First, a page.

Federal Reserve officials keep chasing the ghosts of inflation spikes past, despite ample data suggesting a surge in consumer prices is highly unlikely in the current economic environment.
Most recently, central bankers like New York Fed President William Dudley and his San Francisco Fed counterpart, John Williams, have expressed the rather odd concern that unemployment might somehow fall too quickly, as if they were forgetting one half of the Fed’s legal mandate is “maximum employment.”
David Rosenberg, economist at Gluskin Scheff, reminds us of just how poor the Fed’s long-run forecasting record has been by combing through the minutes of meetings that preceded the last two recessions — the small post-tech bubble recession of 2001 and the historic Great Recession of 2007-2009.
“It seems as though the Fed’s preoccupation with inflation also tends to peak just as this becomes yesterday’s story,” Rosenberg writes in a research note to clients. “It is almost comical to read the old FOMC minutes and see how much talk there is about inflation just as the recession the Fed never sees is about to start.”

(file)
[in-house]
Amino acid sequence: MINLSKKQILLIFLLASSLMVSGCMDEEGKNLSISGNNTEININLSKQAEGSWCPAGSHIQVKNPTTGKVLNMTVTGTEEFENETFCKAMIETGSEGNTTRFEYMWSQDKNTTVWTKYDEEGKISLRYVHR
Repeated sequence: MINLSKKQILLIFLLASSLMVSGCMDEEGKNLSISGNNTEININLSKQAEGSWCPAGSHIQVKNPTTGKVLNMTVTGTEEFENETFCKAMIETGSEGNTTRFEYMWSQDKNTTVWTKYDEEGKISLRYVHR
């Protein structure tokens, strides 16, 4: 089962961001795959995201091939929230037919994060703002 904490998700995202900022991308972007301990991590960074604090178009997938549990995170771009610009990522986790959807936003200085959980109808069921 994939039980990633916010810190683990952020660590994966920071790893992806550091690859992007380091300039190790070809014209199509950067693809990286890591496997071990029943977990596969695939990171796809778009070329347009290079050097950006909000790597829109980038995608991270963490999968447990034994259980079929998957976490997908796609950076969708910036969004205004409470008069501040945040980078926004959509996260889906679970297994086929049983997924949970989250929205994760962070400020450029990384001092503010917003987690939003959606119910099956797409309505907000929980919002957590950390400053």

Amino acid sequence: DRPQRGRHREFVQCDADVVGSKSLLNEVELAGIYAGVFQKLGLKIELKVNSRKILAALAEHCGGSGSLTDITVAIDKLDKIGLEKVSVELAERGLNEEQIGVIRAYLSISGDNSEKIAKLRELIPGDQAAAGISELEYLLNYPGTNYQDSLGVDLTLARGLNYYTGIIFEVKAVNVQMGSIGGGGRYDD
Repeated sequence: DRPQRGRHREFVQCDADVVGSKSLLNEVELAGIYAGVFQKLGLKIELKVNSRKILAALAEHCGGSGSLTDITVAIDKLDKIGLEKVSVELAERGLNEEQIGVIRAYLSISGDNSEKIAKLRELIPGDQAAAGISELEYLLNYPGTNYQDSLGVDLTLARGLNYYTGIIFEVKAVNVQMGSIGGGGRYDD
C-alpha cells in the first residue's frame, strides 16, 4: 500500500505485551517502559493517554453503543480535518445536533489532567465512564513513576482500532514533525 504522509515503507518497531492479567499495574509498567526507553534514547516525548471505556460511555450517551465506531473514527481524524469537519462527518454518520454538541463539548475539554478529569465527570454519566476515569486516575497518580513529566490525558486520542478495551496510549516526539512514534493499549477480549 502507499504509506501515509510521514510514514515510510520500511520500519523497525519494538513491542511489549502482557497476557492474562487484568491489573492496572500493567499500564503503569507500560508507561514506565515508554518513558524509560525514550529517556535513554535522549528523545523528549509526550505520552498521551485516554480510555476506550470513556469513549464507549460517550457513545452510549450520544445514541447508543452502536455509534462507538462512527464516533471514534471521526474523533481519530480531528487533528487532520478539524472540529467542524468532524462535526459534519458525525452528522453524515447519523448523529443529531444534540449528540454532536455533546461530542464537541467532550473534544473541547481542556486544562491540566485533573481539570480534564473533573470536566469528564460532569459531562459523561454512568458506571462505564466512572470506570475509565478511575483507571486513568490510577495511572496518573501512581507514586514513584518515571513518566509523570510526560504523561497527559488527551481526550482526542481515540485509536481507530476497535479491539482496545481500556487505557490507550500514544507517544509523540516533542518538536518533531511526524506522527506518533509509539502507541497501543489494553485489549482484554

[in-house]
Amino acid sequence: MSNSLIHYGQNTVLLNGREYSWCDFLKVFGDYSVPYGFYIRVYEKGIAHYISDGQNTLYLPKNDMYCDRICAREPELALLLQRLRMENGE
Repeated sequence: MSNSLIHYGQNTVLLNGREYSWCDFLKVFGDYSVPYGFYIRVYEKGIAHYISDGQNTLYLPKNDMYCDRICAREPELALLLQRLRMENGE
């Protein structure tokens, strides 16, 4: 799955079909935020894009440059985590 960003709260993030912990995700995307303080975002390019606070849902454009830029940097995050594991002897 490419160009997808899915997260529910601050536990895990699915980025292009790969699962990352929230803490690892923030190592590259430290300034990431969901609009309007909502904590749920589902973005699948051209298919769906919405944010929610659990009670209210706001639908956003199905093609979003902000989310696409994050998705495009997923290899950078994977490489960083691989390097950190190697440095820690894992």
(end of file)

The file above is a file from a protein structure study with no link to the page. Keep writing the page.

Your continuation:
“The Fed went into practically each recession of the past four decades — the ones in 1970, 1973, 1980, 1981, 1990, 2001 and 2008 — without ever seeing it coming, even though it had already arrived,” Rosenberg says. Here’s the data:
A look back at the Fed’s policy musings in the most recent pre-crisis era offers a sense of just how disconnected central bankers were from recessionary risks that were in fact imminent.
Here’s what Anthony Santomero, ex-president of the Philadelphia Fed, said in November 2000, just two months before the economy entered a brief post-tech bubble slump: “I continue to be concerned about inflation. Measures of inflation continue to accelerate; and not all of the increase is due to oil prices.”
Then, in August 2007, just as the credit crunch was starting to erupt in some corners of the market, minutes from the central bank’s meeting showed “participants continued to agree that risks to the outlook for sustained moderation in inflation pressures remained tilted to the upside.”
In fact, the major risk facing them turned out to be a historic downturn, accompanied by a bout of disinflation that required a high-powered response from the central bank that included three rounds of large-scale bond purchases, which ballooned the Fed’s balance sheet to $US4.5 trillion.
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